A good area for both ornithology and walking,
with the Norfolk Coastal Path running through here.
There used to be a spectacular Hall in
Stiffkey that belonged to the Bacon family, built by Nathaniel Bacon in
1578. All that now remains is the gatehouse adorned with the Bacon
family coat of arms and the remains of a wing.
The church of St. John the Baptist stands at the east end of the village with the ruins of St. Marys in the same churchyard. At the other end is the white washed Red Lion pub with its welcoming atmosphere and good food. Well behaved children and dogs are welcome. The village has a village stores and post office.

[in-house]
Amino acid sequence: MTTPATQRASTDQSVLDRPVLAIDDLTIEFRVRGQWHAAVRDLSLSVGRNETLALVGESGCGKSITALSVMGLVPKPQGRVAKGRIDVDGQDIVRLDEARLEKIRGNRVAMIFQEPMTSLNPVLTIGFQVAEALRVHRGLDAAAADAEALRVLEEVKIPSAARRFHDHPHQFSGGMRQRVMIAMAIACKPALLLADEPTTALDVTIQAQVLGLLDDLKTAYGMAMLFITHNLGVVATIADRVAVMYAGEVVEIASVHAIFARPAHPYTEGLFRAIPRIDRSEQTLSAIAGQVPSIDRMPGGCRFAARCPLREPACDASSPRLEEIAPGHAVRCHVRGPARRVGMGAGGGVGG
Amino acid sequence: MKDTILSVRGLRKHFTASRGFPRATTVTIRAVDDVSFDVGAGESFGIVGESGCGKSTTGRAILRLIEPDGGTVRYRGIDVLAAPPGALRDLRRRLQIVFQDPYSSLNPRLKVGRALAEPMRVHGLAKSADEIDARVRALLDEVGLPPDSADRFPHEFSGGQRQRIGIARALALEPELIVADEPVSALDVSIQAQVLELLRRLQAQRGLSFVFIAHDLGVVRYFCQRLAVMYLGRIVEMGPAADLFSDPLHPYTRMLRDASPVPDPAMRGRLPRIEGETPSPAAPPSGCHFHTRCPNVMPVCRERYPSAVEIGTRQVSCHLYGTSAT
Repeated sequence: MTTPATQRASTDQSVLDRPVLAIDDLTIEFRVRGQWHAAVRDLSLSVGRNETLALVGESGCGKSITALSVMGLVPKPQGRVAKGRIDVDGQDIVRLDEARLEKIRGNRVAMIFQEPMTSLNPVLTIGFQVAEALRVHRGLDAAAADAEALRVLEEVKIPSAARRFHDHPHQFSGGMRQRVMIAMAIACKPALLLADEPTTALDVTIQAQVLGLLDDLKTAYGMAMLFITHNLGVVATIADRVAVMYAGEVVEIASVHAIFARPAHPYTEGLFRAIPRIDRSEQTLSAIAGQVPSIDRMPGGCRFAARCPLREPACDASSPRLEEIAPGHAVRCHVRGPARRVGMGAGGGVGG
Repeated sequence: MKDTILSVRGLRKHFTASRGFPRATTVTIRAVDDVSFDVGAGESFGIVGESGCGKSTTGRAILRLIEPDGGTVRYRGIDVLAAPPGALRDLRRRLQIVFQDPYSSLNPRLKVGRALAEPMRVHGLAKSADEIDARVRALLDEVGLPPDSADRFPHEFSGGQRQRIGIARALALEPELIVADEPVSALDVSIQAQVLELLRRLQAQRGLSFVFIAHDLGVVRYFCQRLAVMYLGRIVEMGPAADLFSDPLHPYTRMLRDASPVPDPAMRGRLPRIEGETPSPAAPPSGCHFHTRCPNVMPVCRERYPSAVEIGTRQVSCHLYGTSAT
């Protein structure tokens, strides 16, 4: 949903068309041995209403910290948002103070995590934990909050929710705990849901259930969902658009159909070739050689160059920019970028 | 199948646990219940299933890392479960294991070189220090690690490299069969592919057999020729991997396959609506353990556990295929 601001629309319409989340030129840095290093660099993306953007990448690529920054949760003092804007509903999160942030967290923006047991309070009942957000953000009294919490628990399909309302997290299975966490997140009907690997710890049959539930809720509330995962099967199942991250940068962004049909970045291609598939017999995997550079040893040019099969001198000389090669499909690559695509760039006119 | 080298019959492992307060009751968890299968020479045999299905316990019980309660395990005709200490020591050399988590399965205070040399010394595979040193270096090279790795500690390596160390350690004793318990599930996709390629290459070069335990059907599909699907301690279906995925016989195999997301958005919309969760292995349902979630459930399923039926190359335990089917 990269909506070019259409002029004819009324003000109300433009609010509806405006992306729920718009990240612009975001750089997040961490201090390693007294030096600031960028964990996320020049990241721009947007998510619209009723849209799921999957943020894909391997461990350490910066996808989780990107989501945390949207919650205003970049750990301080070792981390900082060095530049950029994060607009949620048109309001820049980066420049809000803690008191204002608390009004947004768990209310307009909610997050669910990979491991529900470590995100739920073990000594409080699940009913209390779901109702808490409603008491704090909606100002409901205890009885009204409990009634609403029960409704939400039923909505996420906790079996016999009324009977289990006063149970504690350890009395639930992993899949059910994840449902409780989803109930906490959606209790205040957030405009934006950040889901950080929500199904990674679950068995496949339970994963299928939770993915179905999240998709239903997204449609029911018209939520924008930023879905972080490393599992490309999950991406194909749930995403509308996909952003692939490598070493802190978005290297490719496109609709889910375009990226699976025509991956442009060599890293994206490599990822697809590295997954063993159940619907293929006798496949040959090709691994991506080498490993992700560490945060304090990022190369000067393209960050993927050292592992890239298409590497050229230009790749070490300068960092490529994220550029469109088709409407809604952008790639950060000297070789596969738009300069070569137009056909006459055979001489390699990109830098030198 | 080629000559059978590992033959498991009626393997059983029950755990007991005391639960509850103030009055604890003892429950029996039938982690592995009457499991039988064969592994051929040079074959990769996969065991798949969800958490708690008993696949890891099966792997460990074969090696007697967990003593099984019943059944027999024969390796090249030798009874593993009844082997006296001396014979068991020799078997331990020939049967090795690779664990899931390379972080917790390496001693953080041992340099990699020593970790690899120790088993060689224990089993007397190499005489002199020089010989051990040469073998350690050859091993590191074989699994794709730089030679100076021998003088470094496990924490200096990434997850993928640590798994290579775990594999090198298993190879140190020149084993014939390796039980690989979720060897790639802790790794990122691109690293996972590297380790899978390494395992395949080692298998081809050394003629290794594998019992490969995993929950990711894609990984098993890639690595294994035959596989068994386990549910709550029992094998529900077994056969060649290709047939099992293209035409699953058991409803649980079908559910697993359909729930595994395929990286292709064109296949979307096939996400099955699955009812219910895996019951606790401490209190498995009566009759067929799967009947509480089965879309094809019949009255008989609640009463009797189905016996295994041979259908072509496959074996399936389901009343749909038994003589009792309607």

Wells-next-the-sea is just over four miles away with a good range of shops and on this road is the terminus of the Wells and Walsingham Light Railway, whose narrow gauge steam trains run inland to Little Walsingham. An ancient and picturesque village which has been a place of pilgrimage since 1061. Famous for its many ancient buildings, including the ruined Augustinian Priory, Georgian Courthouse/Museum and Prison. Morston in the other direction is superb for the boating enthusiast with delightful walks and boat trips out to the famous Blakeney Point to see the seals.
Read a ghostly tale associated with Stiffkey Marsh.
Stiffkey means ‘island of stumps’ and probably refers to the tree stumps that are found in Stiffkey marsh.
An old ditty - Cromer crabs, Runton dabs, Beeston babies, Sheringham ladies, Weyborne witches, Salthouse ditches, Blakeney bulldogs, Stiffkey trolls.
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